Chicago-Pittsburgh Link Marks First Step of New National Computer Infrastructure: Network Expected to Advance Science, Engineering and Medical Research

By Roach, Ronald | Black Issues in Higher Education, December 18, 2003 | Go to article overview
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Chicago-Pittsburgh Link Marks First Step of New National Computer Infrastructure: Network Expected to Advance Science, Engineering and Medical Research


Roach, Ronald, Black Issues in Higher Education


PITTSBURGH

A consortium of top U.S. research universities and private sector technology companies announced last month the establishment of a high-speed computer connection between research centers in Chicago and Pittsburgh, marking the first notable sign of progress for the National LambdaRail (NLR) project. Launched in September, the NLR initiative, which is coordinated by the National LambdaRail Inc. consortium, is deploying a new and innovative national networking infrastructure to advance networking research and the next generation of network-based applications in science, engineering and medicine.

Similar to the high-speed networking and networks that support the Internet2 applications under development by leading research universities, the NLR seeks to stimulate innovative research and development into next generation network technologies, protocols, services and applications. The NLR consortium of universities and corporations, formed earlier this year, is building a network that will eventually include 11,000 miles of high-speed connections linking the consortium members and major population areas. National "LambdaRail" combines the Greek symbol for light waves with "rail," which recalls the 19th-century form of network that united the United States.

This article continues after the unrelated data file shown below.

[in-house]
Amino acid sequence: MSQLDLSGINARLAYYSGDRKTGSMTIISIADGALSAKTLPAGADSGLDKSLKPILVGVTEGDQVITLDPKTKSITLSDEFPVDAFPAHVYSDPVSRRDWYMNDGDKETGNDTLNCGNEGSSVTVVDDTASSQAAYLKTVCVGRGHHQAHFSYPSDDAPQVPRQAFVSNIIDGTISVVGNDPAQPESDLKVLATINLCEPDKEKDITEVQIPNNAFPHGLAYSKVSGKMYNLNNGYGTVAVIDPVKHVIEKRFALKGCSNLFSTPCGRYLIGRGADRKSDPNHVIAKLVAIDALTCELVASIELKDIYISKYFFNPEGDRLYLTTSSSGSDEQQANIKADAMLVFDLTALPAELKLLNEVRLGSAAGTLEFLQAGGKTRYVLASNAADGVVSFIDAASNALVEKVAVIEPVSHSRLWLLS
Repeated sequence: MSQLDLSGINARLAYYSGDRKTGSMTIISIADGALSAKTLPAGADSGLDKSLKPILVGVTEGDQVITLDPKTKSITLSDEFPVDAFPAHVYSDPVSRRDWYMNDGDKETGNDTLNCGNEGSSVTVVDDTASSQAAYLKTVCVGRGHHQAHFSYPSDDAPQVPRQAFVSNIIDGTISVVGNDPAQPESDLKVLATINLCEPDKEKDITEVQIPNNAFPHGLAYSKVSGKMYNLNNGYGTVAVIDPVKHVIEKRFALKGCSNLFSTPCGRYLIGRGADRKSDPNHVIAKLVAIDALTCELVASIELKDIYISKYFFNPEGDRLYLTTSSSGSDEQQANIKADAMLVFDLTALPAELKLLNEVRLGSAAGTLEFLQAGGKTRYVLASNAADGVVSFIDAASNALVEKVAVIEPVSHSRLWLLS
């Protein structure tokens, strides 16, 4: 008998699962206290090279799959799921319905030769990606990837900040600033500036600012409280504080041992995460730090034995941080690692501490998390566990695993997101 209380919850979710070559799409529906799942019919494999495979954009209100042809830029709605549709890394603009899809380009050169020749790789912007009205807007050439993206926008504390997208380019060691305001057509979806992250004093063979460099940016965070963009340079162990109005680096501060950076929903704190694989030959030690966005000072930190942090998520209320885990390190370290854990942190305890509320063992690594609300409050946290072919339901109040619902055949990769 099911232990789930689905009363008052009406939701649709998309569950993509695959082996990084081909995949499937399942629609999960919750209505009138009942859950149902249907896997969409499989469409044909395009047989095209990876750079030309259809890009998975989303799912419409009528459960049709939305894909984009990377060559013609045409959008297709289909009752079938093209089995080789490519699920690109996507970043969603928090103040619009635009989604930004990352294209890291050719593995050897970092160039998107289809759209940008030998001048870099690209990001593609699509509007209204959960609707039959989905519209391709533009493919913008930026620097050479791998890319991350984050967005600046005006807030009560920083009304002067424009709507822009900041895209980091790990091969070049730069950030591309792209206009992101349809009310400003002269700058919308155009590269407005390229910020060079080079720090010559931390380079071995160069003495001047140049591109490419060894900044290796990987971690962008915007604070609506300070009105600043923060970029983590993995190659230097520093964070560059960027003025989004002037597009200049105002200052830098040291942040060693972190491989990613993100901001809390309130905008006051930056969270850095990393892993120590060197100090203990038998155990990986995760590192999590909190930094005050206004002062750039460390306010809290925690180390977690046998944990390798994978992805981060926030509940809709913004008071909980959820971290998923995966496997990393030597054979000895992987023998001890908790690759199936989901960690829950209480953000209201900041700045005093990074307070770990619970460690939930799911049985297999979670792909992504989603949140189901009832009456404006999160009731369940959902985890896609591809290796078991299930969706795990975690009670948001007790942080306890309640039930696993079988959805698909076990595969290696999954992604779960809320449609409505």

"National LambdaRail is an important development by the community. It will contribute to the cyberinfrastructure that is critical to progress in every field of science and engineering," says Dr. Peter Freeman, the assistant director for the Computer and Information Science and Engineering Directorate of the National Science Foundation.

The development of NLR "can lead to significantly expanded access for many researchers and educators to computational, analytical and visualization tools, as well as large data repositories," according to Freeman.

"This will help create new scientific opportunities across the frontier," he says.

Officials say the NLR is probably the most ambitious research and education networking initiative since the ARPANET and the NSFnet, both of which led to the commercialization of the Internet. The NLR, like Internet2, strives to again stimulate and support innovative network research to go beyond the current evolution of the Internet. In support of NLR, the anticipated investment over the next five years from at least 16 of its key members should range from $80 million to $100 million, according to the NLR.

The new infrastructure will provide a wide range of facilities, capabilities and services in support of both application level and networking level experiments. NLR serves a diverse set of communities including computational scientists, distributed systems researchers and networking researchers.

"Integral to NLR is each member's commitment to further improve end-to-end network performance by providing dedicated optical capabilities from campus research labs to integrate seamlessly with NLR," says Dr.

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